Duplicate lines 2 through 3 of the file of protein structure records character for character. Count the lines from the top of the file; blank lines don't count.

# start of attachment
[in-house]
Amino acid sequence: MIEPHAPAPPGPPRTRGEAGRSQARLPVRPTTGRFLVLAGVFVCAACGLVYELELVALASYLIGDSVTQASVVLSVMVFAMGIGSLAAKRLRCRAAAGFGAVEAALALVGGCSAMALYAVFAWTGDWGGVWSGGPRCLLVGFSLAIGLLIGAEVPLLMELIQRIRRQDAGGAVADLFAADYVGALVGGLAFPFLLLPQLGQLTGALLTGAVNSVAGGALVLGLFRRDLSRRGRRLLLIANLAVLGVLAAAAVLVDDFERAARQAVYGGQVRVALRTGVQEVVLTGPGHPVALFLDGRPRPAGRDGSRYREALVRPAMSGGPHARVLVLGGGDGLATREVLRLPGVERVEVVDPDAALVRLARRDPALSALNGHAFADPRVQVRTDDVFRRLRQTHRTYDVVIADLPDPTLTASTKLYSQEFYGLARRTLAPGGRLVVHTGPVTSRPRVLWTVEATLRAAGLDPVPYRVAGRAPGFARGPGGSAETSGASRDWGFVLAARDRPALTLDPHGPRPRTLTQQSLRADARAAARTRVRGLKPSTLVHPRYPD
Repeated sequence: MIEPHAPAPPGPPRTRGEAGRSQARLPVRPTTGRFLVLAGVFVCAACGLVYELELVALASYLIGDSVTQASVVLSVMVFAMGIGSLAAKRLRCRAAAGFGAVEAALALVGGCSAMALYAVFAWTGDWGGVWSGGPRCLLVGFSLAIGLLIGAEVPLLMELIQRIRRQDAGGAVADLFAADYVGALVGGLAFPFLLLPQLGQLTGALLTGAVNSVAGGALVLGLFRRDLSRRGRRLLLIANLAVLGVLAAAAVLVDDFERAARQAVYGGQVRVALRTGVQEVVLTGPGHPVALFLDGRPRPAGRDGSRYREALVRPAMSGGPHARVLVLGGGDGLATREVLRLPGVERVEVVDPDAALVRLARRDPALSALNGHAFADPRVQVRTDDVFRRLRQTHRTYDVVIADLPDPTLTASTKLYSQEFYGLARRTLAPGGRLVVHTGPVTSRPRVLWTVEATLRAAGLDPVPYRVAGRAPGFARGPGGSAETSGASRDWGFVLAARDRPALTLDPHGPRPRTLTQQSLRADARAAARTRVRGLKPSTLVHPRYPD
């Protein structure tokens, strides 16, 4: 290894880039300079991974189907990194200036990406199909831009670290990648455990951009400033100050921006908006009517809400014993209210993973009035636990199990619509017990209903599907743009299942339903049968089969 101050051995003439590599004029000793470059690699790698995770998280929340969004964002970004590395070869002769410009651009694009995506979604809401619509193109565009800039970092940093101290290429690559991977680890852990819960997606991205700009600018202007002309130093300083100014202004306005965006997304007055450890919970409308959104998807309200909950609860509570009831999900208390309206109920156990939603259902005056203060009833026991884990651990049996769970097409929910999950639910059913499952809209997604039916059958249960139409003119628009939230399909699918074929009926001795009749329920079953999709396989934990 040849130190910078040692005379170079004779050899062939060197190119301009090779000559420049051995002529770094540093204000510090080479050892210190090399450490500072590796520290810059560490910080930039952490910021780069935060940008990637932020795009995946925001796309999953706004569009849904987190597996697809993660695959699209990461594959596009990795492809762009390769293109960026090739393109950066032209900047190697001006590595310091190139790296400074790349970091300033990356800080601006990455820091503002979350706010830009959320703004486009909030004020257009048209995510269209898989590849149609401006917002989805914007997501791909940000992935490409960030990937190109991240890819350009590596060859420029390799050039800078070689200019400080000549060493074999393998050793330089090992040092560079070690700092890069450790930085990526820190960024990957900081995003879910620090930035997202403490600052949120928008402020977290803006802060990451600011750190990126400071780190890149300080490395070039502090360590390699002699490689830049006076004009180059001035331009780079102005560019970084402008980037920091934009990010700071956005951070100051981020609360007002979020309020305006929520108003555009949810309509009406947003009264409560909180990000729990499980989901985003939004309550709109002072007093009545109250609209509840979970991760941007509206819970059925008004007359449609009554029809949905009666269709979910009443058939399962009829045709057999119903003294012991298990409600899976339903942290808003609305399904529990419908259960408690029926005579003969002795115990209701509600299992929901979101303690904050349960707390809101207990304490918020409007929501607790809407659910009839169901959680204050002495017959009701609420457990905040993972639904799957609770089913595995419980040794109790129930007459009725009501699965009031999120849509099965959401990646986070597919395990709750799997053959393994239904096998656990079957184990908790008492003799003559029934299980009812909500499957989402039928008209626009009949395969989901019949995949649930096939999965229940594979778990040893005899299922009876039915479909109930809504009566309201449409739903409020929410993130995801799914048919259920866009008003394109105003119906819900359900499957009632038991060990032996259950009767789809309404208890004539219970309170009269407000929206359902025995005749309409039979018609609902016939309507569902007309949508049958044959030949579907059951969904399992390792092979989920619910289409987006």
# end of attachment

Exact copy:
Amino acid sequence: MIEPHAPAPPGPPRTRGEAGRSQARLPVRPTTGRFLVLAGVFVCAACGLVYELELVALASYLIGDSVTQASVVLSVMVFAMGIGSLAAKRLRCRAAAGFGAVEAALALVGGCSAMALYAVFAWTGDWGGVWSGGPRCLLVGFSLAIGLLIGAEVPLLMELIQRIRRQDAGGAVADLFAADYVGALVGGLAFPFLLLPQLGQLTGALLTGAVNSVAGGALVLGLFRRDLSRRGRRLLLIANLAVLGVLAAAAVLVDDFERAARQAVYGGQVRVALRTGVQEVVLTGPGHPVALFLDGRPRPAGRDGSRYREALVRPAMSGGPHARVLVLGGGDGLATREVLRLPGVERVEVVDPDAALVRLARRDPALSALNGHAFADPRVQVRTDDVFRRLRQTHRTYDVVIADLPDPTLTASTKLYSQEFYGLARRTLAPGGRLVVHTGPVTSRPRVLWTVEATLRAAGLDPVPYRVAGRAPGFARGPGGSAETSGASRDWGFVLAARDRPALTLDPHGPRPRTLTQQSLRADARAAARTRVRGLKPSTLVHPRYPD
Repeated sequence: MIEPHAPAPPGPPRTRGEAGRSQARLPVRPTTGRFLVLAGVFVCAACGLVYELELVALASYLIGDSVTQASVVLSVMVFAMGIGSLAAKRLRCRAAAGFGAVEAALALVGGCSAMALYAVFAWTGDWGGVWSGGPRCLLVGFSLAIGLLIGAEVPLLMELIQRIRRQDAGGAVADLFAADYVGALVGGLAFPFLLLPQLGQLTGALLTGAVNSVAGGALVLGLFRRDLSRRGRRLLLIANLAVLGVLAAAAVLVDDFERAARQAVYGGQVRVALRTGVQEVVLTGPGHPVALFLDGRPRPAGRDGSRYREALVRPAMSGGPHARVLVLGGGDGLATREVLRLPGVERVEVVDPDAALVRLARRDPALSALNGHAFADPRVQVRTDDVFRRLRQTHRTYDVVIADLPDPTLTASTKLYSQEFYGLARRTLAPGGRLVVHTGPVTSRPRVLWTVEATLRAAGLDPVPYRVAGRAPGFARGPGGSAETSGASRDWGFVLAARDRPALTLDPHGPRPRTLTQQSLRADARAAARTRVRGLKPSTLVHPRYPD